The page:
Still waiting for HSR orders

Comparatively stagnant, by contrast, is the looming orders expected for high speed rail (HSR) equipment to be placed by both Amtrak and the state of California. Early in 2013, the two entities announced their intent to place a joint equipment order to benefit from economies of manufacturing scale, with Amtrak acquiring 32 trainsets and California purchasing 27.

Skeptics pointed out that while such economies were possible, California’s potential order for equipment was aiming for top speeds of 220 mph, while Amtrak’s plans to replace Acela Express gear would only necessitate equipment capable of 160 mph, presumably on the 24-mile “New Jersey Raceway” portion of its Northeast Corridor now being upgraded.

By contrast, Sumitomo Corp. of America and partners Nippon Sharyo in 2013 commenced production of 130 intercity rail cars for use in several Midwest states (led by Illinois), as well as California, part of a multistate effort to generate higher-speed rail (HrSR) service. As noted in 2013, California’s participation in the $352 million contract is noteworthy, since the Sumitomo equipment will be designed for operation at speeds up to 125 mph, making it an interim equipment move for the Golden State.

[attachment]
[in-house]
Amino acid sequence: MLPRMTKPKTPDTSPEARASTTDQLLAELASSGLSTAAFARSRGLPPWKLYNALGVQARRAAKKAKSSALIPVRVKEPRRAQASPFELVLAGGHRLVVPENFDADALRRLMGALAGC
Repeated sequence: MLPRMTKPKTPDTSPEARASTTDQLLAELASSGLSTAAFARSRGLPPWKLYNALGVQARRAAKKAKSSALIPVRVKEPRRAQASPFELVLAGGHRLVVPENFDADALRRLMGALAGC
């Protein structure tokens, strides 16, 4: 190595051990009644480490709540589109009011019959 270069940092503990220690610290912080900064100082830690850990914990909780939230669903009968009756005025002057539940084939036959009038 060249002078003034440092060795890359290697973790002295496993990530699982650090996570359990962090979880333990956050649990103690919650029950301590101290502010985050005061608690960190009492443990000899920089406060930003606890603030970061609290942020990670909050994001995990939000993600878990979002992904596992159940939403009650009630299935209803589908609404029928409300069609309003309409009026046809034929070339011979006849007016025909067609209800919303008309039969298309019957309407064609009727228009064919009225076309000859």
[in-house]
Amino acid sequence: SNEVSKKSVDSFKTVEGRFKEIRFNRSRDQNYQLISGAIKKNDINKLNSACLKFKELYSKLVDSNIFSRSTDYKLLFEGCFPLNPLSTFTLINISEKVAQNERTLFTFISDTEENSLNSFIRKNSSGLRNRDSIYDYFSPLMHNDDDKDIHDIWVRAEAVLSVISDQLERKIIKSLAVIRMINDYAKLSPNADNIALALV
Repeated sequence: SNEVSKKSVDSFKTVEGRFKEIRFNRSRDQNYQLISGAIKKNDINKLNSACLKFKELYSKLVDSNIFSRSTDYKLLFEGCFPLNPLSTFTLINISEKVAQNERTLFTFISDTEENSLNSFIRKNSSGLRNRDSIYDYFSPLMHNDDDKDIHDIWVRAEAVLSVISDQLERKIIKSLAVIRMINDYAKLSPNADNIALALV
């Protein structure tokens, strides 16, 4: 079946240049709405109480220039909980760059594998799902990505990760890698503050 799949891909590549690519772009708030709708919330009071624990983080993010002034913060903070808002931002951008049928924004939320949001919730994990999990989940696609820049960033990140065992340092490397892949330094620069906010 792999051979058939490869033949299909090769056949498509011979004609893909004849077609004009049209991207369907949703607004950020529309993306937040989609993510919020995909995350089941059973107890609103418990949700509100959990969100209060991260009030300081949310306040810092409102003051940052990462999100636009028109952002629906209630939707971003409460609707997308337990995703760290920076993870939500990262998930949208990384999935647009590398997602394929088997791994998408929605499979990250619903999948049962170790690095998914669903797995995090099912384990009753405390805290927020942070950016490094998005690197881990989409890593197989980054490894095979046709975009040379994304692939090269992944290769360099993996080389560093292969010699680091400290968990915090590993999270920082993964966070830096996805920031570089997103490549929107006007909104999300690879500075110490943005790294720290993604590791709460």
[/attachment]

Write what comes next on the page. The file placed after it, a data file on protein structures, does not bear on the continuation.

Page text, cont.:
California can use the equipment already. Last November Caltrans announced record ridership for both Amtrak’s Pacific Surfliner route, linking San Diego and Los Angeles, and San Joaquin service, running from Bakersfield to the Bay Area and Sacramento, the state capital, during Amtrak’s fiscal year 2013, ending Sept. 30. Caltrans officials said the Pacific Surfliner had more than 2.7 million riders, while the San Joaquins carried more than 1.2 million passengers.

Tried and true

Rounding out supplier activity, regional (commuter) railcar manufacture was a mainstay during 2013, with SEPTA receiving the final cars of its 120-car Silverliner V electric multiple-unit (EMU) order from Hyundai-Rotem. Kawasaki Rail Corp. continued delivery M-8 EMUs to MTA Metro-North Railroad, even as the supplier landed a huge $1.8 billion joint order from Metro-North and sister Long Island Rail Road for an anticipated 584 M-9 cars.

Bombardier Transportation, meanwhile, wrapped up an NJ Transit MultiLevel car order by delivering the last 56 cars of a 100-car add-on order placed in 2010. Bombardier simultaneously assisted NJ Transit in repairing MultiLevel equipment damaged by Superstorm Sandy in October 2012.

Regional rail equipment deliveries should remain strong during 2014 as several agencies, including established players such as Chicago’s Metra and relative newcomers, such as Somona Marin Area Rail Transit (SMART), receive their respective orders.

Hewing more closely to tradition, the big transit agencies, such as MTA New York City Transit, Chicago Transit Authority, San Francisco’s BART, Toronto Transit Commission (TTC), and Washington’s WMATA, were in the midst of big-number deliveries for their respective rapid transit systems. Those elder statesmen were joined by relative newcomers in rapid transit, such as Miami-Dade Transit and Honolulu’s HART, also anticipating equipment arrival during 2014.